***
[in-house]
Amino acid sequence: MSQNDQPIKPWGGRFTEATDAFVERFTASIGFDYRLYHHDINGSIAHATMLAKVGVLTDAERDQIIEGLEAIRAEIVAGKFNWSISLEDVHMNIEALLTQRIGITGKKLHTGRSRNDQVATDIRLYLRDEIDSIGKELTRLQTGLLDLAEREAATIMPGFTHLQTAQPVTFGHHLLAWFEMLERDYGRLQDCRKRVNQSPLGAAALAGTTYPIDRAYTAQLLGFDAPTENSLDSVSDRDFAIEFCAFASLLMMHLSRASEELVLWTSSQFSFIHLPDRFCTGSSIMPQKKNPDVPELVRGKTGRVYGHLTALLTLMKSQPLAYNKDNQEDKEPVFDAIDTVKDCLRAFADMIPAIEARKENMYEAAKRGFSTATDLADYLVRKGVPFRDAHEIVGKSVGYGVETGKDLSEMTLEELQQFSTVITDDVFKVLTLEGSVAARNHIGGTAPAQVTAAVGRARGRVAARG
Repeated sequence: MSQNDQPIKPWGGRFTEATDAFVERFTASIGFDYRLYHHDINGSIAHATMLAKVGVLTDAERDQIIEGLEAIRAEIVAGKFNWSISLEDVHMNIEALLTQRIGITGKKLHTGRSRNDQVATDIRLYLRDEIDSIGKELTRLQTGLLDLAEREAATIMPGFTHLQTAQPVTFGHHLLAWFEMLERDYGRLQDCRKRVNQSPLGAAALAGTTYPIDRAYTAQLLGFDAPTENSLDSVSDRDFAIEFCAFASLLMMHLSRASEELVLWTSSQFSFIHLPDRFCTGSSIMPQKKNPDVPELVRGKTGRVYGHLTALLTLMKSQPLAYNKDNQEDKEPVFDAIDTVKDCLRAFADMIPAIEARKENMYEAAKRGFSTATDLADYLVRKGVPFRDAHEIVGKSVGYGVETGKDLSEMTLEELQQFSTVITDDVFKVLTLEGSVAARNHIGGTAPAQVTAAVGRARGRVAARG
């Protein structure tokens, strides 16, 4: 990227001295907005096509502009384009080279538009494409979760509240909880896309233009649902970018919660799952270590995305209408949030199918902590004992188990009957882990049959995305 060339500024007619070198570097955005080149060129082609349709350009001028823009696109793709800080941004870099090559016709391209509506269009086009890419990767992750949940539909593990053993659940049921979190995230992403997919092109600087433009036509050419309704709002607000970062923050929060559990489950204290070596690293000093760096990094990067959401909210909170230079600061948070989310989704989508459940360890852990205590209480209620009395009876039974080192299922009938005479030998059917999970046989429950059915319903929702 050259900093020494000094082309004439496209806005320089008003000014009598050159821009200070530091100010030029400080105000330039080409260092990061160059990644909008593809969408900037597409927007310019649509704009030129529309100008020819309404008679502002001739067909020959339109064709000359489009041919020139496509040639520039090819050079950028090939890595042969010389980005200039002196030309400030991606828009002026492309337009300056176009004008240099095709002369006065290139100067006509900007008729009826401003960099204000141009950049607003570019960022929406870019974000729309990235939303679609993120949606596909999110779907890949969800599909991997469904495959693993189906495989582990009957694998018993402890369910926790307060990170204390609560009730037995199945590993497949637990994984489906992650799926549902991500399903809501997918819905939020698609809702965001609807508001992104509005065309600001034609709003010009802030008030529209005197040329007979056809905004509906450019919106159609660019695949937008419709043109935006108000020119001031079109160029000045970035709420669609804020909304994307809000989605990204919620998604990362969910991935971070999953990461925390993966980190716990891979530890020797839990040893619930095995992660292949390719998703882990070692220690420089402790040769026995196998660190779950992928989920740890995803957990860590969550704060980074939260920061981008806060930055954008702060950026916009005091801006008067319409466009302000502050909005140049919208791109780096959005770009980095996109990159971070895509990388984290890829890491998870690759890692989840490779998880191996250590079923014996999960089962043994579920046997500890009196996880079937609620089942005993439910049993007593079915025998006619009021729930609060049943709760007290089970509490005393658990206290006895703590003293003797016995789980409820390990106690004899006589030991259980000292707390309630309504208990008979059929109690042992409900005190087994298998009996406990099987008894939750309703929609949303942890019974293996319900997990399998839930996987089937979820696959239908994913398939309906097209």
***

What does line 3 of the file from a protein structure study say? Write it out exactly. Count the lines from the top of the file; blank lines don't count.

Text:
Repeated sequence: MSQNDQPIKPWGGRFTEATDAFVERFTASIGFDYRLYHHDINGSIAHATMLAKVGVLTDAERDQIIEGLEAIRAEIVAGKFNWSISLEDVHMNIEALLTQRIGITGKKLHTGRSRNDQVATDIRLYLRDEIDSIGKELTRLQTGLLDLAEREAATIMPGFTHLQTAQPVTFGHHLLAWFEMLERDYGRLQDCRKRVNQSPLGAAALAGTTYPIDRAYTAQLLGFDAPTENSLDSVSDRDFAIEFCAFASLLMMHLSRASEELVLWTSSQFSFIHLPDRFCTGSSIMPQKKNPDVPELVRGKTGRVYGHLTALLTLMKSQPLAYNKDNQEDKEPVFDAIDTVKDCLRAFADMIPAIEARKENMYEAAKRGFSTATDLADYLVRKGVPFRDAHEIVGKSVGYGVETGKDLSEMTLEELQQFSTVITDDVFKVLTLEGSVAARNHIGGTAPAQVTAAVGRARGRVAARG